EV conversion specialists Lightning eMotors has announced its second-generation repower program that enables large transit combustion buses that previously ran on diesel or compressed natural gas (CNG) to be converted to all-electric buses. Better yet, Lightning is helping fleet customers of these electrified conversions maximize the same federal and state funding they would receive if they were purchasing brand new electric buses.
Lightning eMotors ($ZEV) designs, engineers, customizes, and manufactures a variety of EVs to support a wide array of needs for its fleet customers. The company began in specialized electric conversions of existing platforms developed by other OEMs like Ford and Chevrolet, including a specialty vehicle manufacturer (SVM) contract with GM.
Earlier this year however, the company began offering customers purpose-built EVs on its own proprietary platform. In addition to building EVs, Lightning eMotors dabbles in other EV technologies like integrating autonomous capabilities, as well as charging infrastructure under its Lightning Mobile arm.
In terms of electric conversions of transit buses, Lightning eMotors deployed its first generation model in Boulder, Colorado, back in 2018. The bus is still in operation today and has helped provide a proof of concept to fleet customers. Meanwhile, Lightning has grown and established certified repower programs for motor coaches, school buses, and recreational vehicles with major commercial vehicle manufacturers like Blue Bird, Forest River, and ABC Companies.
Today, Lightning eMotors has shared details of its second-generation conversion program catered specifically to deliver electric versions of 40-foot, low-floor transit buses.
Lightning eMotors looks to expand electric transit buses
The EV automaker shared details of the second-generation conversion program in a press release today, outlining several of the perks available to fleets that make the switch. Lightning eMotors states that by converting existing transit buses from diesel or CNG internal combustion to battery-electric powertrains, its customers can electrify their fleets at less than half the cost, and with one-third the lead time, compared to purchasing brand new electric buses.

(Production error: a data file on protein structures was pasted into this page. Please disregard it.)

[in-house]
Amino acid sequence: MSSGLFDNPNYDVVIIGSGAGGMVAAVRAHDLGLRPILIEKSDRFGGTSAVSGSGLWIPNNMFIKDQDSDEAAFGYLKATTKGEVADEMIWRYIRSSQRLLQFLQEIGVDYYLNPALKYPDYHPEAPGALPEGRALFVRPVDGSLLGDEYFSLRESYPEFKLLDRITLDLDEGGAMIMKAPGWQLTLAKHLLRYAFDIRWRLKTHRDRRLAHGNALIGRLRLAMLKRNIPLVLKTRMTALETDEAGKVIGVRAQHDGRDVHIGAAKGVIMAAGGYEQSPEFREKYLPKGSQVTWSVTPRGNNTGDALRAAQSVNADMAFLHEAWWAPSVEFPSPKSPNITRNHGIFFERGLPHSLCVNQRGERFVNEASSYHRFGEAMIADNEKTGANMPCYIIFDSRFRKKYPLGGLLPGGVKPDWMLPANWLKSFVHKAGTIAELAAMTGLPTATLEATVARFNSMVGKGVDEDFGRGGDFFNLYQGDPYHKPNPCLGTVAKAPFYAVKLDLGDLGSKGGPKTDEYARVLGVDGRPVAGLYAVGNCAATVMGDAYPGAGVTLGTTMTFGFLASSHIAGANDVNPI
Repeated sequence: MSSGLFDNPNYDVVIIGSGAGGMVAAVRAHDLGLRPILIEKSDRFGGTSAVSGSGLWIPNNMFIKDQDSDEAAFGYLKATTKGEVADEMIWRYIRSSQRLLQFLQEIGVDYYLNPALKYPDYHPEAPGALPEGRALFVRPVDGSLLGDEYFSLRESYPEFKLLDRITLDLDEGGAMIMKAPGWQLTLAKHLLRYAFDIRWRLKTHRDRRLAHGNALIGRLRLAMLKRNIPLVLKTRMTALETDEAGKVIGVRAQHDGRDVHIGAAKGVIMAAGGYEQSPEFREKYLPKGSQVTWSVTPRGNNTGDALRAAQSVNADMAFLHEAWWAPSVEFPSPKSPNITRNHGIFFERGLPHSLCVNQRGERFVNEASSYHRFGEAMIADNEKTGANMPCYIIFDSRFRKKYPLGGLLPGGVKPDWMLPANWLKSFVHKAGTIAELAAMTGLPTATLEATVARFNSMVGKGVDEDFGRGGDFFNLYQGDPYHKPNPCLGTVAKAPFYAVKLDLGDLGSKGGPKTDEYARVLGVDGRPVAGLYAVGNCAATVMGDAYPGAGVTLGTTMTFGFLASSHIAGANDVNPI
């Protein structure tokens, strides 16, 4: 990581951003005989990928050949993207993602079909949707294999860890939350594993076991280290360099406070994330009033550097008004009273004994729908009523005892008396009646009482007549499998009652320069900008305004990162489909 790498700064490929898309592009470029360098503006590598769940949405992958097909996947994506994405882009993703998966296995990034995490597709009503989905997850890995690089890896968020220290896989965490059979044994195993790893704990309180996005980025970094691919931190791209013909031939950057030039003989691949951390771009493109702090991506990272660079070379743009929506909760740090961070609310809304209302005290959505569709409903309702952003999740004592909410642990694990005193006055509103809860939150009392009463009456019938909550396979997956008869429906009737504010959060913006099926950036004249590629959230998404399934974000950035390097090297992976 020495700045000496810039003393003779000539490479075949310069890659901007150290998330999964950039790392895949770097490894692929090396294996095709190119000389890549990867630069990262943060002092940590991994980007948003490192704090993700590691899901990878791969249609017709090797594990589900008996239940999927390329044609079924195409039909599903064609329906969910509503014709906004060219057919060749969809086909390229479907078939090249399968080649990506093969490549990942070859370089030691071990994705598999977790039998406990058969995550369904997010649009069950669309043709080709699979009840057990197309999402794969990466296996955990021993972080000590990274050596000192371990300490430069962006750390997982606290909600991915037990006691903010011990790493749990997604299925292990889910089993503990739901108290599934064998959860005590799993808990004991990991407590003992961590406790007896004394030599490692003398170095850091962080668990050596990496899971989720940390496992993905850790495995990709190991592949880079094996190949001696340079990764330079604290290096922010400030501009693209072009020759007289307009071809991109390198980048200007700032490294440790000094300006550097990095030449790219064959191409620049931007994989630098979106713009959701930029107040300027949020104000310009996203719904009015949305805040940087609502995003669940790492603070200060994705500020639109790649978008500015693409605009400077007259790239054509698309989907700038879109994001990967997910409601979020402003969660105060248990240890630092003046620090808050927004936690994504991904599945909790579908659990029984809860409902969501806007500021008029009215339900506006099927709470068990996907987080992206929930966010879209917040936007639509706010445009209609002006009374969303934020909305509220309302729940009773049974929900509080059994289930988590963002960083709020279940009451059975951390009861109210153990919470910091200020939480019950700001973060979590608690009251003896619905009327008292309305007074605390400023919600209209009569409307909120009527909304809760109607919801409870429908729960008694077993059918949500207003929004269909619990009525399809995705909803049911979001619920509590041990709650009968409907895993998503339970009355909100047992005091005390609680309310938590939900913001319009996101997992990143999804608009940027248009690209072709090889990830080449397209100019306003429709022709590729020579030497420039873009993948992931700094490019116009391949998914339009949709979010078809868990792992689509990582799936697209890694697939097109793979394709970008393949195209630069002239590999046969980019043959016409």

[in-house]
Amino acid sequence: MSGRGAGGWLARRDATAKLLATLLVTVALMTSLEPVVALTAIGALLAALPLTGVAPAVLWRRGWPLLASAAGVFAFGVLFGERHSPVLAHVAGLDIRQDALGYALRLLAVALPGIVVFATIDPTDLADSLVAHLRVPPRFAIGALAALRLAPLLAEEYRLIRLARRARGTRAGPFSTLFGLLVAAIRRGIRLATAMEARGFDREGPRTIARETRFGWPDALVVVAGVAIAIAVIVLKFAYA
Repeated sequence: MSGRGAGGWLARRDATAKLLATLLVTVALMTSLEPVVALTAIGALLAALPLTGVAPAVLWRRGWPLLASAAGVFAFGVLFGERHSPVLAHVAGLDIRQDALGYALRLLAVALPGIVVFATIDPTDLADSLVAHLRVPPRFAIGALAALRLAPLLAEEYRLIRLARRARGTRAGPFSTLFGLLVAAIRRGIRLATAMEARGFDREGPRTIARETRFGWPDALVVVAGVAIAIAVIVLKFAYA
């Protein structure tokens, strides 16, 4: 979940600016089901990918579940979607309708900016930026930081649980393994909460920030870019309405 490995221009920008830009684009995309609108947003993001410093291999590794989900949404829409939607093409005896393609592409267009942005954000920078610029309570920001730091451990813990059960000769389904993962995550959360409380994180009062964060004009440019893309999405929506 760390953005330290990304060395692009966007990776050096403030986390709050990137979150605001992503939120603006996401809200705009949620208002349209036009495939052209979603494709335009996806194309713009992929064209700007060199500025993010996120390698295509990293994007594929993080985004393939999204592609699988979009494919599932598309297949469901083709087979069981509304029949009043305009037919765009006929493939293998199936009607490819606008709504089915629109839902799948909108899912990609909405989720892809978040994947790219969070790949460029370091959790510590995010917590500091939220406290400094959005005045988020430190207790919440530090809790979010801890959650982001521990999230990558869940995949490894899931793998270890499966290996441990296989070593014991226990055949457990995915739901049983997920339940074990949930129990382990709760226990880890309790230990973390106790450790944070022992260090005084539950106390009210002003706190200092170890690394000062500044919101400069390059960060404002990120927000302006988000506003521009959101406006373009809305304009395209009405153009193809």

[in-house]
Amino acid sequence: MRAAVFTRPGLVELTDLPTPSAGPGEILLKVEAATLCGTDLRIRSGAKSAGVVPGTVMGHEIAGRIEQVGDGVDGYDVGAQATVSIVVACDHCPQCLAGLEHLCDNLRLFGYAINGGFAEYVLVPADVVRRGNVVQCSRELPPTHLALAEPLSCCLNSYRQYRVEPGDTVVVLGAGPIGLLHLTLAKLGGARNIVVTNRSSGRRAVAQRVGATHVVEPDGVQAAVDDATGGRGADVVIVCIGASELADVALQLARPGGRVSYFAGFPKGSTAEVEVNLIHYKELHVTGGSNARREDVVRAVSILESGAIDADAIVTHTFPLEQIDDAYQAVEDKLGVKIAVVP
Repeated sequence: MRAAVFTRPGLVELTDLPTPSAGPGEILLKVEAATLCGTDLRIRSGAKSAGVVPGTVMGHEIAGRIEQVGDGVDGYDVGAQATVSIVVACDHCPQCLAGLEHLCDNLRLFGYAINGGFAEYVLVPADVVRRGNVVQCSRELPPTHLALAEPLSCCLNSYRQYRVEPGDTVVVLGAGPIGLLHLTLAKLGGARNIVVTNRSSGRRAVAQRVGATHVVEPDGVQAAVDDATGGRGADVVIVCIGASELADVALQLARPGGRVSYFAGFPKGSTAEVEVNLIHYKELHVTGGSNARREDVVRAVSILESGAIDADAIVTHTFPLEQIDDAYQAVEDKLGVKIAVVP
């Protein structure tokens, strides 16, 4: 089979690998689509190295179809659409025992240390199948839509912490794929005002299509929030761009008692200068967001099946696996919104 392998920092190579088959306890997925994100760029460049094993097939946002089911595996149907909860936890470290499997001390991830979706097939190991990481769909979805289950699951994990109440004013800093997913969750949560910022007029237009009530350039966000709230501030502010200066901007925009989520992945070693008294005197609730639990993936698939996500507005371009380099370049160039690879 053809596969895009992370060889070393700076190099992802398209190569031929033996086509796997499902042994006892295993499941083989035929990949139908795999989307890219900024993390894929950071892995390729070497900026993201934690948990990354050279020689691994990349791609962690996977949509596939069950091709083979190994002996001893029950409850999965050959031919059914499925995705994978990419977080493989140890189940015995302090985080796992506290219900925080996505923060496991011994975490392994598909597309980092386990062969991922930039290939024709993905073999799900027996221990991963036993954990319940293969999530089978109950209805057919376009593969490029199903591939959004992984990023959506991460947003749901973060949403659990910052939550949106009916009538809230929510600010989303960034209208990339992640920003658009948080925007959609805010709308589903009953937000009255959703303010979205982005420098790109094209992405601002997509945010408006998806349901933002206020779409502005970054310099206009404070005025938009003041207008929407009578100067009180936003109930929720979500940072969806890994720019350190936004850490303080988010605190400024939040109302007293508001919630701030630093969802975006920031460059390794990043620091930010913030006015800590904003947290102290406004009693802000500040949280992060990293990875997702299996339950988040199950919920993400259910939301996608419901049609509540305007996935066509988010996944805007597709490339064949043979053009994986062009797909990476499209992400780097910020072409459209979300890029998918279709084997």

Furthermore, the company states that customers who choose its converted transit buses will qualify for the same federal and state funding as those who purchase new electric buses, which includes the Federal Transit Administration’s Low and No Emission Vehicle Program. The company says it will even advise customers on how to maximize the government incentives currently available to them.
The newly converted electric buses will utilize a battery system up to 560 kWh, which in turn can deliver over 200 miles of range per charge. Those fleet customers who choose the second-generation conversion program also gain access to Lightning’s full suite of products and services, including Lightning Insights fleet telematics software, stationary chargers from Lightning Energy, and Lightning Mobile portable chargers.
Lightning’s director of product management Mac Burns spoke to the new program’s potential for accelerating EV adoption as painlessly as possible:
Lightning’s transit bus repower program provides transit agencies a significantly more affordable and faster way to electrify their bus fleets and ensure clean and quiet operation for passengers and pedestrians alike. With increasing pressure to reduce carbon emissions and offer clean transportation solutions, we are confident fleet operators will see the sustainability benefits of converting existing diesel-powered vehicles to electric power rather than letting them end up in a landfill.
Lightning eMotors says it will convert the buses at its Loveland, Colorado, facility or at one of its authorized partners across the United States. For large fleets looking to convert a large quantity of buses toward all-electric, Lightning says it can train the fleet maintenance teams to install the company’s electrification kit on their own.
The first fully-converted electric buses under this second-generation program are expected to roll out in 2023.
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